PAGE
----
After the German reparations failed to materialize and the 1924 occupation of the Ruhr-area came to nothing, the Belgian government directed the country onto a path of international reconciliation and integration. The Locarno Pact (1925) and the Briand-Kellogg Treaty (1928) were going to grant Belgium a place in a new European constellation permeated by the spirit of the League of Nations. The masses, however, had difficulties leaving the logic of the cultures de guerre behind. The cultural demobilization – in the scope of which the war experience and the sacrifices made had to basically be redefined – took great effort.[26] The gap between the political demobilization on the (inter)national level and the shared popular memories of the war proved difficult to bridge. As of 1924-1925, the government moved away from the image of Germany as the prime enemy and subsequently also relativized its take on Belgium’s heroic status, a shift that resulted in a sense of collective confusion among the Belgian people. In terms of the production of war dramas, it translated into a period of disinterest: From 1924 to 1927, no films that dealt with the war thematically were produced in Belgium. However, this silence was contrasted with a revived interest in war films in the United States, e.g. The Big Parade (King Vidor (1894-1982), 1925), What Price Glory? (Raoul Walsh (1887-1980), 1926), Wings (William A. Wellman (1896-1975), 1927). Inspired by the success of foreign productions, Belgian directors began making war dramas with renewed interest in the topic in the late 1920s. On occasion of the tenth anniversary of the armistice (1928) and the Belgian centenary (1930), several films (a number of which had received official support from the authorities, mostly of a logistical nature) were made to commemorate these events, positioning the First World War as a formative event in Belgian history. Around 1930, a pacifist ideal took hold that manifested, for example, in Lewis Milestone’s (1895-1980) adaptation of Erich Maria Remarque’s (1887-1970) All Quiet on the Western Front but it failed to produce any noticeable intervention in mainstream Belgian cinema. The film Yser [Rigo Arnould, 1928] focused on the Belgian army on the Yser-front. Like Les Croix de l’Yser Gaston Schoukens (1901-1961), 1928], Ruines [Edouard Ehling, 1929] and the sound film La Flamme du Souvenir Paul Flon (1898-1981), 1930] it did not it did not eschew the the reality of life and violence on the front. While in the early 1920s, war dramas were mainly set in occupied territory, removed from the front and the actual bloodshed, the late 1920s saw a broadening of the discourse. Authenticity and realism began being hailed as valuable assets and filmmakers introduced reenacted scenes from the front into their productions, ideally accompanied by the sound of bomb fire and patriotic songs.[27] Violence and death on the battlefront claimed their place on the big screen. At the same time, the commemoration of civilian sacrifice was revived in mainstream war films like Femme Belge Francis Martin (1905-1960?), 1928], a biopic about the life of the Belgian war heroine Gabrielle Petit, and La Petite Martyre (Francis Martin, 1928), a romanticized account of the life of Yvonne Vieslet (1909-1918), a nine-year-old girl executed by a German soldier in 1918 because she had handed her brioche to a French prisoner of war. Anniversary films like Ceux de 1830 (Francis Martin, 1930), Le Carillon de la Liberté Gaston Roudès (1878-1958), 1931] and Emile-George De Meyst's La Brabançonne (1932) interpret the Great War as a formative event of Belgian history, while simultaneously praising the country’s glorious past and celebrating its unity.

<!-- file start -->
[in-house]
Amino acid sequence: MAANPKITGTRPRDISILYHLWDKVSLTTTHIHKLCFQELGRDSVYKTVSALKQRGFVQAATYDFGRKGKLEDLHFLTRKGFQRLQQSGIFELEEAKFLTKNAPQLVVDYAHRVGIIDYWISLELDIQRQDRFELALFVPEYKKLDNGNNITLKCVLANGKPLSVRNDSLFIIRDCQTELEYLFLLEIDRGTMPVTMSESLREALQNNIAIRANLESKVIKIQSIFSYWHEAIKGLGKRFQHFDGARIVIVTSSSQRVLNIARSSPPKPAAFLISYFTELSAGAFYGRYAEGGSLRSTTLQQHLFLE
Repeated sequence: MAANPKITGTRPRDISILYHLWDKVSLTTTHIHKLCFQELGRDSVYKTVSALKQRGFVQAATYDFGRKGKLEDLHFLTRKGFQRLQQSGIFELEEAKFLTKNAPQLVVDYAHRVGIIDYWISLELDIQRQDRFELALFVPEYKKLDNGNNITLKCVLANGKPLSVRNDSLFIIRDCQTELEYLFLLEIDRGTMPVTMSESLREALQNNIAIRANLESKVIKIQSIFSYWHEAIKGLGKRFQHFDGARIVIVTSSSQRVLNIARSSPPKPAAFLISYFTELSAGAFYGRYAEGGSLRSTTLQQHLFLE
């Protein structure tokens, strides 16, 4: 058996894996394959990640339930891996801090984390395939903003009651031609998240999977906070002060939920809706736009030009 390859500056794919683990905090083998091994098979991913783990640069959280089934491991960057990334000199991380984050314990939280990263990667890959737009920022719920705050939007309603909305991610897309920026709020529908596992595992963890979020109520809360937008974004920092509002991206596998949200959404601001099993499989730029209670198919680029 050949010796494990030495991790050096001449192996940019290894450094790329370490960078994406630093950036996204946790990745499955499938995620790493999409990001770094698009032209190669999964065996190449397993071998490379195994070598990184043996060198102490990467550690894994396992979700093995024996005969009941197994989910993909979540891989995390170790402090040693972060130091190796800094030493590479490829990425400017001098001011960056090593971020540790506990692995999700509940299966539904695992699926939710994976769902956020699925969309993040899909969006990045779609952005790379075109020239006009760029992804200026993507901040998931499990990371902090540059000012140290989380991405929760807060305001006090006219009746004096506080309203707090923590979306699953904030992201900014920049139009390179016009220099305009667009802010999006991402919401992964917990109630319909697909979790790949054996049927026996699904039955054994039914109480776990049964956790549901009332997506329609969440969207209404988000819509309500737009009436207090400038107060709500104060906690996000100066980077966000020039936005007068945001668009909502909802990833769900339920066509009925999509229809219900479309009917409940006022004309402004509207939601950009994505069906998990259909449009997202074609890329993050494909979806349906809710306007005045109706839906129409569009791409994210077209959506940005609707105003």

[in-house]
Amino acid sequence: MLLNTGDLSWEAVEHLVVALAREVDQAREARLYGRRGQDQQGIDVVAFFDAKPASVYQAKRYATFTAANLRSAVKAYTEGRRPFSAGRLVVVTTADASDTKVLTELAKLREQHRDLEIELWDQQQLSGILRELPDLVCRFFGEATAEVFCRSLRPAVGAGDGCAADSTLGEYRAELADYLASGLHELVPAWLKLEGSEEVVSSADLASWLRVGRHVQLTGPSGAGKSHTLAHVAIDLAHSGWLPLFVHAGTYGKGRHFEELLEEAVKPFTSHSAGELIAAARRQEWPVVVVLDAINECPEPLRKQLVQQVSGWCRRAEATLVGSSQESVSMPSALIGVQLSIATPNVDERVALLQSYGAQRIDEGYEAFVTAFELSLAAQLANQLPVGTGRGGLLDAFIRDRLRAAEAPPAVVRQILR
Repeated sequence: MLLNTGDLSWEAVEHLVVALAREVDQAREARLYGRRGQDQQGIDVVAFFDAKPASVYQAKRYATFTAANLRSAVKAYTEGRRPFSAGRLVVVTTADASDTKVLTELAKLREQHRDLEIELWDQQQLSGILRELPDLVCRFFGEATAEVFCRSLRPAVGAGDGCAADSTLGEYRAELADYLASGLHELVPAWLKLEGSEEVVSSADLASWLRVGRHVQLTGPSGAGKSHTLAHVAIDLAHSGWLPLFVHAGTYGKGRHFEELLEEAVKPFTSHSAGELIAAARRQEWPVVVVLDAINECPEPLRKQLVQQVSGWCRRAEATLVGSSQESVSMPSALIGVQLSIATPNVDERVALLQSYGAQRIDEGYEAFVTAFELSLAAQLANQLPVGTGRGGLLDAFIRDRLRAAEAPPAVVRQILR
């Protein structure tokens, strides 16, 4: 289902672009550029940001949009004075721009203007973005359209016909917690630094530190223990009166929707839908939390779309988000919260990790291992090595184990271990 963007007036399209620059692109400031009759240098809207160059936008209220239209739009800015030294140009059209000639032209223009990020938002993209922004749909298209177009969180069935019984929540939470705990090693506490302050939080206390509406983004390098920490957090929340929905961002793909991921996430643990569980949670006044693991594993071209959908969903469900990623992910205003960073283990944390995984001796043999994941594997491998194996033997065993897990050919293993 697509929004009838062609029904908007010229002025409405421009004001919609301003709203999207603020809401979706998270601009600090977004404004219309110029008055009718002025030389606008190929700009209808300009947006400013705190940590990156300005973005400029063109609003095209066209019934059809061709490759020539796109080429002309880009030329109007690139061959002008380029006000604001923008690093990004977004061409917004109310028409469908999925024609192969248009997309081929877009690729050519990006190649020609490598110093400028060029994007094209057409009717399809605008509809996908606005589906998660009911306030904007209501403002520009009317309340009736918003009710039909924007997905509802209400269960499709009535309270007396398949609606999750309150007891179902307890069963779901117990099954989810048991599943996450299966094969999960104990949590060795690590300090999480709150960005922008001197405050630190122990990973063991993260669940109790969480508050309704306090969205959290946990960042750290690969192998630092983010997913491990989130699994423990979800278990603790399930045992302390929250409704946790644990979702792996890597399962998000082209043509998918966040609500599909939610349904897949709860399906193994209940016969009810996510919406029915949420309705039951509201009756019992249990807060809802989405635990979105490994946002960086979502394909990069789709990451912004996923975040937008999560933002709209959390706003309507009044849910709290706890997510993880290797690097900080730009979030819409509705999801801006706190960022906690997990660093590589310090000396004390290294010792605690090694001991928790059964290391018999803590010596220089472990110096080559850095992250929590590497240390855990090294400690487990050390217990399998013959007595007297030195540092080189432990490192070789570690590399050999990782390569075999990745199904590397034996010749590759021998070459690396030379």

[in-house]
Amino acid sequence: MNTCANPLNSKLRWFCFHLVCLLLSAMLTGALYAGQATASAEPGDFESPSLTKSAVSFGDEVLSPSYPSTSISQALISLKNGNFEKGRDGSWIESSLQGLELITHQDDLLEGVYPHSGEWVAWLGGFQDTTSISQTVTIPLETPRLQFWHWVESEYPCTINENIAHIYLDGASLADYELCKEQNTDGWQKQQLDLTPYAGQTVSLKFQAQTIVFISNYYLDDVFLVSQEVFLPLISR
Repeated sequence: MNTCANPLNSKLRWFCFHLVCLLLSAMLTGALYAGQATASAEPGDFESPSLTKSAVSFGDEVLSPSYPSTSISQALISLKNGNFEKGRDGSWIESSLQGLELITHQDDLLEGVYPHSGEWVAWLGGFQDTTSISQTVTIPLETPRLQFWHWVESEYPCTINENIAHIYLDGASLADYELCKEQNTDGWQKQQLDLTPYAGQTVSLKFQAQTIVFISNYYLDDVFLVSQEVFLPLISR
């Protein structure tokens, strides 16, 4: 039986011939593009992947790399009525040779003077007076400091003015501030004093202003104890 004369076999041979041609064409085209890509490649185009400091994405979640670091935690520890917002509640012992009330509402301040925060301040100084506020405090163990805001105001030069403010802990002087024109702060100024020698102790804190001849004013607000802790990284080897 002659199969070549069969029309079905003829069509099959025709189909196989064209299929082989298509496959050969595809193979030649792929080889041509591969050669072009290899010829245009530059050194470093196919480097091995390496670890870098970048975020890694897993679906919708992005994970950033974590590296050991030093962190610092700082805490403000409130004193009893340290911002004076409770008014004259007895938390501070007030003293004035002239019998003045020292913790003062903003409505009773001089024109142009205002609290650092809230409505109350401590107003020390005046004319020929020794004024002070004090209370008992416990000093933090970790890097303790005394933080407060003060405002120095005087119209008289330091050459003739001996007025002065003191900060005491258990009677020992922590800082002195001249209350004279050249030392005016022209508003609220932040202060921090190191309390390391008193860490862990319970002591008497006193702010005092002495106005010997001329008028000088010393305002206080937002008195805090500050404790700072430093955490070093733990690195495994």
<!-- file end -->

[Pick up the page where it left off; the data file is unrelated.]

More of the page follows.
In reality, this “unity” was being strongly contested. A turbulent debate on amnesty for Flemish collaborators and the implementation of language laws caused great tension between the regions Flanders and Wallonia. In popular narrative films, such frictions were deliberately marginalized. For the first time, however, a limited number of pacifist and Flemish nationalist productions were questioning the patriotic discourse of mainstream war dramas. The Flemish nationalist propaganda film Met Onze Jongens aan den IJzer [With Our Troops on the Yser] Clemens De Landtsheer (1894-1984), 1928] and Henri Storck’s (1907-1999) leftist pamphlet Histoire du Soldat Inconnu (1932) were both politically subversive films to a certain extent. By renouncing the now wavering ideological consensus, they compromised their chances of box office success and popularity. Their dissident character and ideological conviction was also reflected in the films’ form: no catching melodramas or exciting espionage plots, but experimental compilation films made out of old newsreel footage. Critical discourse on the war was seemingly only tolerated in politicized and artistic-intellectual circles.[28] As far as Flemish nationalism was concerned, one could even speak of an alternate narrative if not memory of the war, with its own milestones,[29] its own goals[30] and its own martyrs[31] Real exchanges between the Flemish nationalist and the mainstream patriotic discourse were rare in Belgian cinema. While the dominant filmic discourse seemed to largely ignore the Flemish nationalist one, the latter tried to undermine the hegemony of the patriotic discourse by openly attacking it.